Sophie Lindmüller – ORBIT KID SOCIETY

Sophie Lindmüller’s new project ORBIT KID is starting off with their first album ORBIT KID SOCIETY. The debut is released by BERTHOLD records on March 15th 2024. The line-up: Sophie Lindmüller (vocals), Philip Dornbusch (drums), Povel Widestrand (keys / piano / organ / celesta), Thorbjørn Stefansson (bass) plus: Asger Uttrup Nissen (alto sax / alto clarinet), Sigmund Rygh Seljebø (guitar), Anna Viechtl (harp), Meike Lu Schneider (violin), Alexina Hawkins (viola), Otto Hirte (flute) & Julia Biłat (cello).


Lindmüller is a composer, improviser and educator, but above all a singer with a warm, heartfelt and unforced voice. She is also the driving force behind her jazz group, plus guests, gathered together for this album. “There are many instruments playing together on ORBIT KID SOCIETY,” she explains, “but not all play on every track. The idea is to combine pop, jazz and classic instruments, with no genre boundaries.”


The singer wrote both the music and lyrics. Supported by excellent musicians, she has produced an album that appeals to a range of musical tastes, yet results in a unified and captivating whole. “I want my music to be accessible,” she says, “even if the pieces are mostly not easy-listening pop music.”


The music can be quiet and intimate as in the track Dark Matter. “The energy between people is not always easy to grasp,” says Lindmüller. “Why is some energy good, some bad. You can meet someone and bond, sense what they are, but there’s this big universe of what they’ll do or what they’ve been through. It’s the metaphorical dark matter.” Here, the composer uses piano, guitar, vocals and bass, plus a touch of clarinet, to create a warm sound, offset by unsettling lyrics: ‘there’s a heaven, there’s a hell of you and me…’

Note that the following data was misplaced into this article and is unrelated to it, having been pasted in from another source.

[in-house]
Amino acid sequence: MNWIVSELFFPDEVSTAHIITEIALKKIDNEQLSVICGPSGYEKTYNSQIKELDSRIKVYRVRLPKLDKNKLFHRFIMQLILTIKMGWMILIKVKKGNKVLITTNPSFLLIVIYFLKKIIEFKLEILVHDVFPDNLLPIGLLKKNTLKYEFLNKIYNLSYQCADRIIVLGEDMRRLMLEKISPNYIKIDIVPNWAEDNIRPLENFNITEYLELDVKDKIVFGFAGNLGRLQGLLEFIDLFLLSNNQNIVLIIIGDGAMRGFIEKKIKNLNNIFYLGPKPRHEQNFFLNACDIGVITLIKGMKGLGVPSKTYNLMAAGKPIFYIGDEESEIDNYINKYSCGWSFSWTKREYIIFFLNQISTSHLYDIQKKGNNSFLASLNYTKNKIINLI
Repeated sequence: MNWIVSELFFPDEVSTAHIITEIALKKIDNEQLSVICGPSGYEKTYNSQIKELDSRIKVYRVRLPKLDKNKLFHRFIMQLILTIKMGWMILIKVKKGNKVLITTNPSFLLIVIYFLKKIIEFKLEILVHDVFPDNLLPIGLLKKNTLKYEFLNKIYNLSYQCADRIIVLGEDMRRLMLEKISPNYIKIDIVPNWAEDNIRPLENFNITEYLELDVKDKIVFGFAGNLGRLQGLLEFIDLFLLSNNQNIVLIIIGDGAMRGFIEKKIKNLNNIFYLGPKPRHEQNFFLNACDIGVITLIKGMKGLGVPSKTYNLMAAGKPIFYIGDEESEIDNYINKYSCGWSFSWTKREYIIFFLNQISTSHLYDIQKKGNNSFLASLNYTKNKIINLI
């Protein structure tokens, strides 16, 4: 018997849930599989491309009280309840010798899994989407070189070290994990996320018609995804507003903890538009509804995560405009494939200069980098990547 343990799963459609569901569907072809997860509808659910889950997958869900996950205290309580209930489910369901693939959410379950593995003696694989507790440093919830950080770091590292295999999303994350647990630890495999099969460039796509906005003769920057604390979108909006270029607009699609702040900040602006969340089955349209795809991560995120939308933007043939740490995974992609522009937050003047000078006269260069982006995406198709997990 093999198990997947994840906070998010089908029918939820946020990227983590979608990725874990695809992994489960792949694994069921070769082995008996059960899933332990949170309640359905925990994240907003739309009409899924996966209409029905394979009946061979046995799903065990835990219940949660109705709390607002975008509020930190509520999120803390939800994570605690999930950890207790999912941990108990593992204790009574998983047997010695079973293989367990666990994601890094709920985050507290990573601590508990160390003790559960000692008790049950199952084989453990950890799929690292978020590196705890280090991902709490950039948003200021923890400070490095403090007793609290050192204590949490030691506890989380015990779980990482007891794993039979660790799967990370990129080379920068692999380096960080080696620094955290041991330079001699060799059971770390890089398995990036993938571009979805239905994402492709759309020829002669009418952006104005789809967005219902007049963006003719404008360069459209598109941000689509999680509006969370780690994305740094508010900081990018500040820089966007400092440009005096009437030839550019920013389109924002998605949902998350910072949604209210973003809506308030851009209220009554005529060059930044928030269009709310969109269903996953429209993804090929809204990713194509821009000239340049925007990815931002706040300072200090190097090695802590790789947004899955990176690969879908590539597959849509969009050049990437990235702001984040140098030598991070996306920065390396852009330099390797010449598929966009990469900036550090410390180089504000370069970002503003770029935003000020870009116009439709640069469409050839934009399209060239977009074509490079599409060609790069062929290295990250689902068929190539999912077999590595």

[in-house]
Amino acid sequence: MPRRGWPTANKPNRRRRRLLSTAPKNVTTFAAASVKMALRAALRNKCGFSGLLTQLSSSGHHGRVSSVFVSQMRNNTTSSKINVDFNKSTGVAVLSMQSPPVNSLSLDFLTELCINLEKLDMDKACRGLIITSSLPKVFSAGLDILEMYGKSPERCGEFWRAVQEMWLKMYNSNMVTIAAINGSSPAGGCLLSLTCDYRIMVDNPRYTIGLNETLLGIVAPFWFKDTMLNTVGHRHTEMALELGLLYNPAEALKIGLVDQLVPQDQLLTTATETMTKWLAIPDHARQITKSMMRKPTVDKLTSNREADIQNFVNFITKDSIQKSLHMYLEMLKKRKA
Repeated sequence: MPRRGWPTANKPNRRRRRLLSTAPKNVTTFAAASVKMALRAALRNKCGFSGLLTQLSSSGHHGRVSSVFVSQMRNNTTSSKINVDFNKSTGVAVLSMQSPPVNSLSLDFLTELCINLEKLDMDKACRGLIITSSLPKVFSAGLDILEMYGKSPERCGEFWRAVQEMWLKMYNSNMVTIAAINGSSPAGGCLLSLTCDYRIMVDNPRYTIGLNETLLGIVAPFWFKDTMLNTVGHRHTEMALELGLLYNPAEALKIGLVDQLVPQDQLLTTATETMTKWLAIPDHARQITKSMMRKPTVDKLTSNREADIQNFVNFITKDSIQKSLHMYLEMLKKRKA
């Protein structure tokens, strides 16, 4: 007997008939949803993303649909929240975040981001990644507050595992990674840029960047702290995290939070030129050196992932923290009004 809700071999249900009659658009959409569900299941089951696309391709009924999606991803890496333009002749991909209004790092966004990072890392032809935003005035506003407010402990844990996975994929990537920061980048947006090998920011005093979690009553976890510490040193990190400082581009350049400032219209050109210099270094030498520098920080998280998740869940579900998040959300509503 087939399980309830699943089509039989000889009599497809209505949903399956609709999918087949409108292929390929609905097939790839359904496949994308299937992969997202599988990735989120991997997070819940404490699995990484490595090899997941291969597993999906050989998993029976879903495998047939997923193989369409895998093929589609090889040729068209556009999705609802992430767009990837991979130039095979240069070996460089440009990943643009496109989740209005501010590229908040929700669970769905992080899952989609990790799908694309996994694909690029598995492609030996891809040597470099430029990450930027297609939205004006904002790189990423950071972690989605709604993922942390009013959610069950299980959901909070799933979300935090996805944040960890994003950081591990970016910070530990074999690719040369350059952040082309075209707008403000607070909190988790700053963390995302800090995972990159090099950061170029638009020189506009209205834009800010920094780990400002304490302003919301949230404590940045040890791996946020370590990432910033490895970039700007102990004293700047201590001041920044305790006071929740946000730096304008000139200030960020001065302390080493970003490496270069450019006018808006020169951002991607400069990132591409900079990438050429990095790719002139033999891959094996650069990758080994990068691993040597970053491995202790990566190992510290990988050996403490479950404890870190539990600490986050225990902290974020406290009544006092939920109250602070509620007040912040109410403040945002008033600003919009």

Lost Boys is also highly personal, but she produces a hard hitting, disturbing sound to reflect on different relationships, in which “I went through a lot of real shit. Not because I don’t have myself together, but because they don’t have their shit together.” Her lyrics include the telling line: ‘…following the monsters of his mind, I have coffee and he has time…’


In other tracks such as Scorched Earth Lindmüller reflects on climate change though, as she says, “in an ironic way. The world is going down in flames and you say, OK, there’s no place for me. It also includes the idea of doing stuff to be better. We all make mistakes and I include myself.” Here, her melodic, free-floating composition is in sharp contrast to the chilling lyrics: ‘…swimming in the icy sea, holding hands, hear the white paws plea’.


The composer enjoys experimenting with different musical forms as in Birds, a calming, instrumental piece. “The inspiration came from a Stevie Wonder track where he was creating jungle sounds in the background,” she explains. “I created a loop using percussion instruments and bird pipes. It sounds as if you’re really in a forest, surrounded by birds and beautiful, natural noises.”


In Walking on the Moon Lindmüller explores honesty whilst taking new directions. “It’s about experiencing new situations, without being able to imagine them before,” she says. “Some of the lyrics are sexual,” – ‘…exploring lust rising up like glowing cells.’


Interestingly, when asked about new directions, some part of her wants to, “…return to my teenage me, not writing too complicated music and being intellectual. Just to be a singer which was always there, even as a four-year-old in kindergarten.” She realises though that nobody is keeping her from exploring new musical avenues. In truth, her mature musicality and poetic inventiveness promise much more path-breaking originality.


Ian Bild. November 2023

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